• Toiletries, such as lip balm, a toothbrush and toothpaste, deodorant, shampoo and conditioner, a brush and comb, hair bands or clips. Hospitals will have soap, shampoo and lotion, but you might prefer your own brands.
  • A bathrobe, slippers and a couple pair of socks. The hospital will provide gowns, pads and special underwear for you to use while in labor and during your postpartum stay.
  • Something light to read – a distraction might be especially helpful if you are heading to the hospital to be induced and might be there quite a while before you have any serious contractions to deal with.
  • Music, massage oils, whatever you might need to help soothe you during labor.

For Your Partner or Coach:

  • Money for meals and parking, perhaps some change for the vending machines.
  • A few basic toiletries, such as a toothbrush, toothpaste and deodorant.
  • A change of clothes.
  • Snacks and something to read during the early stages of labor.
  • A camera/video camera with memory card and batteries, extra film or tape/disc, charging cord if required. Someone has to document the big event!

For Mom During Postpartum Stay:

  • Pajamas, your bathrobe and slippers.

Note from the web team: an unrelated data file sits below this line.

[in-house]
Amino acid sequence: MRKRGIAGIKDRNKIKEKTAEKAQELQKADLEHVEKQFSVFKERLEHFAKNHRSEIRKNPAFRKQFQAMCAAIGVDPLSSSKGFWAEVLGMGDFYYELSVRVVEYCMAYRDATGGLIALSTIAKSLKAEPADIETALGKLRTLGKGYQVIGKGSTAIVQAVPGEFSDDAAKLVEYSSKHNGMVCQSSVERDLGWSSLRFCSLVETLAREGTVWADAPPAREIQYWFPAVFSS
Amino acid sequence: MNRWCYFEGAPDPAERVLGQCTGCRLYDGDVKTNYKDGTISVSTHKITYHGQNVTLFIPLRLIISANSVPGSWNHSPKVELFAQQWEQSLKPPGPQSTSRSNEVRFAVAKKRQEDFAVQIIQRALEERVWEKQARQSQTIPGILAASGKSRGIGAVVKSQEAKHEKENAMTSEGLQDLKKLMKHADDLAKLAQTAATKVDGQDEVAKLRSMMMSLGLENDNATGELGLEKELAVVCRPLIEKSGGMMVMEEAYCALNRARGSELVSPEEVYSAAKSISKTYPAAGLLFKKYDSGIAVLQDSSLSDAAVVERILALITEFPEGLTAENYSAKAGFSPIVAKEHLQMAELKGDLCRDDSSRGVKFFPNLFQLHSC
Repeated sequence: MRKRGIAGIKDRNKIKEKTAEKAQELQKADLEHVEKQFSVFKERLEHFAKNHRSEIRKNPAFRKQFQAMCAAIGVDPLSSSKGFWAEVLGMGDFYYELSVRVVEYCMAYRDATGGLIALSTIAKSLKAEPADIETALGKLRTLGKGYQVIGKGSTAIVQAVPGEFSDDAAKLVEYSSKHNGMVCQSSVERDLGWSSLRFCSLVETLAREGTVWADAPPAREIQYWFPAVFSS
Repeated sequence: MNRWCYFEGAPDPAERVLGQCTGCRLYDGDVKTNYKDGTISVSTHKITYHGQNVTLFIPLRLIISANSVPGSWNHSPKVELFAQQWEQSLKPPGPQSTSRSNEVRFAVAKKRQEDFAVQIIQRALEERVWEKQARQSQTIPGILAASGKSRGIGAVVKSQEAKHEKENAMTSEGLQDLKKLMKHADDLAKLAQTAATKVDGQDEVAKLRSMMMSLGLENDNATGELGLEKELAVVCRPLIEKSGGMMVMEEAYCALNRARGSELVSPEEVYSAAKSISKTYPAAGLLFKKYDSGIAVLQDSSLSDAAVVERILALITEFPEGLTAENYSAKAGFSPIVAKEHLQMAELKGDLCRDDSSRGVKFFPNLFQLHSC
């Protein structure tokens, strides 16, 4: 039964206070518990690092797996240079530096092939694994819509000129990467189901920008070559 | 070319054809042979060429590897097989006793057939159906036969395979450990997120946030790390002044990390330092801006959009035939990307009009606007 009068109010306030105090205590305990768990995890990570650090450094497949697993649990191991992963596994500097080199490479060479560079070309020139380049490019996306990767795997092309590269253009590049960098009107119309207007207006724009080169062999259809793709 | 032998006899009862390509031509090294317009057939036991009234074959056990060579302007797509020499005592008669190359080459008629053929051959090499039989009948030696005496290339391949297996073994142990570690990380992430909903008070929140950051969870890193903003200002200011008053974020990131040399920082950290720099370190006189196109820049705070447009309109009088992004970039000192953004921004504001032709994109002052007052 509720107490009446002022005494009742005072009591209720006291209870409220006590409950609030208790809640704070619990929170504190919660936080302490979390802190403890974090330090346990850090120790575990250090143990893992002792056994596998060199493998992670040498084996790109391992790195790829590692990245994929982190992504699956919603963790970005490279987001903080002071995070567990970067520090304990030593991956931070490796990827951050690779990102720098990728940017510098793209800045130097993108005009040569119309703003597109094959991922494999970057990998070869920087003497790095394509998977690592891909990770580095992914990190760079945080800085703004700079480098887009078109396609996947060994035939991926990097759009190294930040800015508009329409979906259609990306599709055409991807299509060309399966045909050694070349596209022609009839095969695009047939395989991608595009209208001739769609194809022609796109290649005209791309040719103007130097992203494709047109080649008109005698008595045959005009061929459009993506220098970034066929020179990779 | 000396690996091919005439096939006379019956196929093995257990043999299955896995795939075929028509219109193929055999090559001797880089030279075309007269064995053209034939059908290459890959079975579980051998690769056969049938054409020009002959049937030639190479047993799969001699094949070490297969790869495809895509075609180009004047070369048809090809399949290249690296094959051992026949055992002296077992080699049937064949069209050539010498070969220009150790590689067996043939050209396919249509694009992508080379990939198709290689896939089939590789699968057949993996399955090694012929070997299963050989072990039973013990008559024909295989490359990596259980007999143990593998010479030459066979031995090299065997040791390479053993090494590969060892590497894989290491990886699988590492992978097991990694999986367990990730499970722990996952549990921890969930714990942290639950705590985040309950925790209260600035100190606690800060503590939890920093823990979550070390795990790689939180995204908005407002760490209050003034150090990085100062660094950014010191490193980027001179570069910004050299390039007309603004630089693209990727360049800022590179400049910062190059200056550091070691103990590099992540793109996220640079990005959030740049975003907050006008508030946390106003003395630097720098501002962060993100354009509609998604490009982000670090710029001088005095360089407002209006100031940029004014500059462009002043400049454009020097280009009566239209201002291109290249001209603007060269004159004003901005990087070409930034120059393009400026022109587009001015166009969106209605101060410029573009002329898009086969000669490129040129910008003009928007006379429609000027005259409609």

• A nursing bra and breast pads if you plan to nurse; a jog bra if you do not plan to breastfeed. The hospital will provide special underwear and pads during your hospital stay. Chances are, whatever underwear you DO wear the first few days will get stained, so leave your favorites at home.
  • Snacks: crackers, fresh or dried fruit, nuts, granola bars, or whatever you think you’ll enjoy.
  • Your address book and cell phone. After the baby is born, you’ll want to call family and friends to share your exciting news!
  • A comfortable, loose outfit to go home in. You probably will still fit in maternity wear at this point.

For Your Baby:

  • An infant car seat. You will not be allowed to leave the hospital with your baby without one! You will want to have the seat properly installed in advance of your delivery. Despite your best efforts chances are much better than not that it is not properly installed, so we strongly recommend you have the seat checked by a certified specialist prior to leaving the hospital (see carseat safety sheet for more details).
  • A ‘going-home’ outfit-chances are baby will be fitting in a “NB-Newborn” size outfit; we suggest a simple onesie which is much easier to put on a newborn. Don’t forget outerwear and a baby blanket if it’s cold. Include a pair of socks or booties if the outfit doesn’t have ‘feet’.
  • A receiving blanket (a heavy one if it’s cold outside).
  • A cap, although the hospital usually gives you one.
  • Diapers will be provided by the hospital so you may want to hold off on purchasing any until you know what size baby is wearing.

Patient Resources

Nurse wearing a mask and face shield

Updated Mask Policy

If you are fully vaccinated masking is optional in our offices; if you have not been vaccinated masking for your protection is strongly encouraged. This is subject to change as COVID levels fluctuate in our community